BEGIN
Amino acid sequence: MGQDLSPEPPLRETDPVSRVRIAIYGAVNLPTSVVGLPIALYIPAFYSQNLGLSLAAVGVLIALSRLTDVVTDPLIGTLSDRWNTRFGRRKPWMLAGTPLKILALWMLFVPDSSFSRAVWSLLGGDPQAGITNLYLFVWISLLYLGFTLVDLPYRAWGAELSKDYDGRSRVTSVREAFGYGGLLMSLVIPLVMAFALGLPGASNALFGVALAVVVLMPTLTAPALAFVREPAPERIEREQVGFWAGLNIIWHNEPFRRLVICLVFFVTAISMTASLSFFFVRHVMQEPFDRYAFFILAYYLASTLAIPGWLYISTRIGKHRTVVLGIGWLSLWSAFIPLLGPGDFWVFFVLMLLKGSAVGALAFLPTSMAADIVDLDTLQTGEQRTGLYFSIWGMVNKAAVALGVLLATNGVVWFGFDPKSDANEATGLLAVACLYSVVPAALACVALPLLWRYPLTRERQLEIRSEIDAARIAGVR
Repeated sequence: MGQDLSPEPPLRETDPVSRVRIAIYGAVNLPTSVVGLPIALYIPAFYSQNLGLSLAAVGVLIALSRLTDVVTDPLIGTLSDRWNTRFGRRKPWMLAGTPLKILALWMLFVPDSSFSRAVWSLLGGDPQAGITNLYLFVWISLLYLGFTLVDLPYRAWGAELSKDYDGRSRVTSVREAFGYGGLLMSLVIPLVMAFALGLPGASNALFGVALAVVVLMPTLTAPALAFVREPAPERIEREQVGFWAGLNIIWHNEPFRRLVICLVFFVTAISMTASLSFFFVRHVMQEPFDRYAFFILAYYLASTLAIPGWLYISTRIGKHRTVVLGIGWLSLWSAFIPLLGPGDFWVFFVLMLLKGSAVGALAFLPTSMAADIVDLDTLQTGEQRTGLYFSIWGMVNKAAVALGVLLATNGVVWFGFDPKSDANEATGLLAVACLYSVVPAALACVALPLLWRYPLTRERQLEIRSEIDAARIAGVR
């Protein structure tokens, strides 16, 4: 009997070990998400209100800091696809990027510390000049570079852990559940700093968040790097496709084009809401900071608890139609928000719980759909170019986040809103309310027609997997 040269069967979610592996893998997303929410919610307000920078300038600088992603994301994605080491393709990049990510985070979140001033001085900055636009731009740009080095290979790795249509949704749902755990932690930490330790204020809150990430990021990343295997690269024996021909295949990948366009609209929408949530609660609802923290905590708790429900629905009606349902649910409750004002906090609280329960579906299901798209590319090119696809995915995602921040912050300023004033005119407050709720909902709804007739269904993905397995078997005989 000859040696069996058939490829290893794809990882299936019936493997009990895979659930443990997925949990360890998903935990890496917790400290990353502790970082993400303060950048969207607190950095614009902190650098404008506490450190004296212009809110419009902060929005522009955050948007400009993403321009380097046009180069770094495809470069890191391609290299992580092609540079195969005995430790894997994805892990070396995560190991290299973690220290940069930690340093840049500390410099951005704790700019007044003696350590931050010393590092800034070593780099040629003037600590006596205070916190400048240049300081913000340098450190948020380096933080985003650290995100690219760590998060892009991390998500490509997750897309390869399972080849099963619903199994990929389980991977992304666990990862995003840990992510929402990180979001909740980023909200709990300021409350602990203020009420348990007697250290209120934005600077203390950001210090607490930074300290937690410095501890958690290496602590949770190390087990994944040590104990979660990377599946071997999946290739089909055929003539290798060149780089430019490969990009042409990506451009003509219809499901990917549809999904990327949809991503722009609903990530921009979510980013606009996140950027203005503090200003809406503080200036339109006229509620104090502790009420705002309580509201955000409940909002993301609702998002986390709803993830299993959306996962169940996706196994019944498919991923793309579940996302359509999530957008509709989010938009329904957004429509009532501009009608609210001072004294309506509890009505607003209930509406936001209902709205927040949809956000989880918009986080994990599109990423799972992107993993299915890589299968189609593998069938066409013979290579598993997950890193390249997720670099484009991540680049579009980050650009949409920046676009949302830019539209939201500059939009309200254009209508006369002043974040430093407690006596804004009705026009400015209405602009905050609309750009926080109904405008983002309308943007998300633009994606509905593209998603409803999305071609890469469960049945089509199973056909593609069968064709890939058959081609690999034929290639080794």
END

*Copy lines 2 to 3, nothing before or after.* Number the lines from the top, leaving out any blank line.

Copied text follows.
Repeated sequence: MGQDLSPEPPLRETDPVSRVRIAIYGAVNLPTSVVGLPIALYIPAFYSQNLGLSLAAVGVLIALSRLTDVVTDPLIGTLSDRWNTRFGRRKPWMLAGTPLKILALWMLFVPDSSFSRAVWSLLGGDPQAGITNLYLFVWISLLYLGFTLVDLPYRAWGAELSKDYDGRSRVTSVREAFGYGGLLMSLVIPLVMAFALGLPGASNALFGVALAVVVLMPTLTAPALAFVREPAPERIEREQVGFWAGLNIIWHNEPFRRLVICLVFFVTAISMTASLSFFFVRHVMQEPFDRYAFFILAYYLASTLAIPGWLYISTRIGKHRTVVLGIGWLSLWSAFIPLLGPGDFWVFFVLMLLKGSAVGALAFLPTSMAADIVDLDTLQTGEQRTGLYFSIWGMVNKAAVALGVLLATNGVVWFGFDPKSDANEATGLLAVACLYSVVPAALACVALPLLWRYPLTRERQLEIRSEIDAARIAGVR
């Protein structure tokens, strides 16, 4: 009997070990998400209100800091696809990027510390000049570079852990559940700093968040790097496709084009809401900071608890139609928000719980759909170019986040809103309310027609997997 040269069967979610592996893998997303929410919610307000920078300038600088992603994301994605080491393709990049990510985070979140001033001085900055636009731009740009080095290979790795249509949704749902755990932690930490330790204020809150990430990021990343295997690269024996021909295949990948366009609209929408949530609660609802923290905590708790429900629905009606349902649910409750004002906090609280329960579906299901798209590319090119696809995915995602921040912050300023004033005119407050709720909902709804007739269904993905397995078997005989 000859040696069996058939490829290893794809990882299936019936493997009990895979659930443990997925949990360890998903935990890496917790400290990353502790970082993400303060950048969207607190950095614009902190650098404008506490450190004296212009809110419009902060929005522009955050948007400009993403321009380097046009180069770094495809470069890191391609290299992580092609540079195969005995430790894997994805892990070396995560190991290299973690220290940069930690340093840049500390410099951005704790700019007044003696350590931050010393590092800034070593780099040629003037600590006596205070916190400048240049300081913000340098450190948020380096933080985003650290995100690219760590998060892009991390998500490509997750897309390869399972080849099963619903199994990929389980991977992304666990990862995003840990992510929402990180979001909740980023909200709990300021409350602990203020009420348990007697250290209120934005600077203390950001210090607490930074300290937690410095501890958690290496602590949770190390087990994944040590104990979660990377599946071997999946290739089909055929003539290798060149780089430019490969990009042409990506451009003509219809499901990917549809999904990327949809991503722009609903990530921009979510980013606009996140950027203005503090200003809406503080200036339109006229509620104090502790009420705002309580509201955000409940909002993301609702998002986390709803993830299993959306996962169940996706196994019944498919991923793309579940996302359509999530957008509709989010938009329904957004429509009532501009009608609210001072004294309506509890009505607003209930509406936001209902709205927040949809956000989880918009986080994990599109990423799972992107993993299915890589299968189609593998069938066409013979290579598993997950890193390249997720670099484009991540680049579009980050650009949409920046676009949302830019539209939201500059939009309200254009209508006369002043974040430093407690006596804004009705026009400015209405602009905050609309750009926080109904405008983002309308943007998300633009994606509905593209998603409803999305071609890469469960049945089509199973056909593609069968064709890939058959081609690999034929290639080794």